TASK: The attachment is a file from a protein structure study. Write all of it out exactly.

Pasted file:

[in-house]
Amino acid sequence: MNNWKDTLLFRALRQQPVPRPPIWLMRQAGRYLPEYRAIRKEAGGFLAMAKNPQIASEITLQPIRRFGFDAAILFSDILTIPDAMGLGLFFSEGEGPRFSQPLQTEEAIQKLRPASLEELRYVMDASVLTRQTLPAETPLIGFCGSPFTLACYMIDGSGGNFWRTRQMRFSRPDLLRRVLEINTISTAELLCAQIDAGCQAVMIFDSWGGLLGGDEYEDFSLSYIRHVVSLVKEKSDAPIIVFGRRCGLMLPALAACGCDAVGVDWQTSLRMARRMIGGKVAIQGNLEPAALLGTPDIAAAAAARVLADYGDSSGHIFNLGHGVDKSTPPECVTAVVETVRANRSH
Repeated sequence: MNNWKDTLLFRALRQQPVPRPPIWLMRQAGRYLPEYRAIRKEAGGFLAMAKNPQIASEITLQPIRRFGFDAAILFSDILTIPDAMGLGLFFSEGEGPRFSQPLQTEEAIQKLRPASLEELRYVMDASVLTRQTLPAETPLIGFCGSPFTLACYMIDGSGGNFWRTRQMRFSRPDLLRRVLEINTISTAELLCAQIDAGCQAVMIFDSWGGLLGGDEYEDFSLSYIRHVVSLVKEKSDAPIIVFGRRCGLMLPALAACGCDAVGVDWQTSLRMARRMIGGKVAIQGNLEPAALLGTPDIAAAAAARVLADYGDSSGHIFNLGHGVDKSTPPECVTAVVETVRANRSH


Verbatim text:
[in-house]
Amino acid sequence: MNNWKDTLLFRALRQQPVPRPPIWLMRQAGRYLPEYRAIRKEAGGFLAMAKNPQIASEITLQPIRRFGFDAAILFSDILTIPDAMGLGLFFSEGEGPRFSQPLQTEEAIQKLRPASLEELRYVMDASVLTRQTLPAETPLIGFCGSPFTLACYMIDGSGGNFWRTRQMRFSRPDLLRRVLEINTISTAELLCAQIDAGCQAVMIFDSWGGLLGGDEYEDFSLSYIRHVVSLVKEKSDAPIIVFGRRCGLMLPALAACGCDAVGVDWQTSLRMARRMIGGKVAIQGNLEPAALLGTPDIAAAAAARVLADYGDSSGHIFNLGHGVDKSTPPECVTAVVETVRANRSH
Repeated sequence: MNNWKDTLLFRALRQQPVPRPPIWLMRQAGRYLPEYRAIRKEAGGFLAMAKNPQIASEITLQPIRRFGFDAAILFSDILTIPDAMGLGLFFSEGEGPRFSQPLQTEEAIQKLRPASLEELRYVMDASVLTRQTLPAETPLIGFCGSPFTLACYMIDGSGGNFWRTRQMRFSRPDLLRRVLEINTISTAELLCAQIDAGCQAVMIFDSWGGLLGGDEYEDFSLSYIRHVVSLVKEKSDAPIIVFGRRCGLMLPALAACGCDAVGVDWQTSLRMARRMIGGKVAIQGNLEPAALLGTPDIAAAAAARVLADYGDSSGHIFNLGHGVDKSTPPECVTAVVETVRANRSH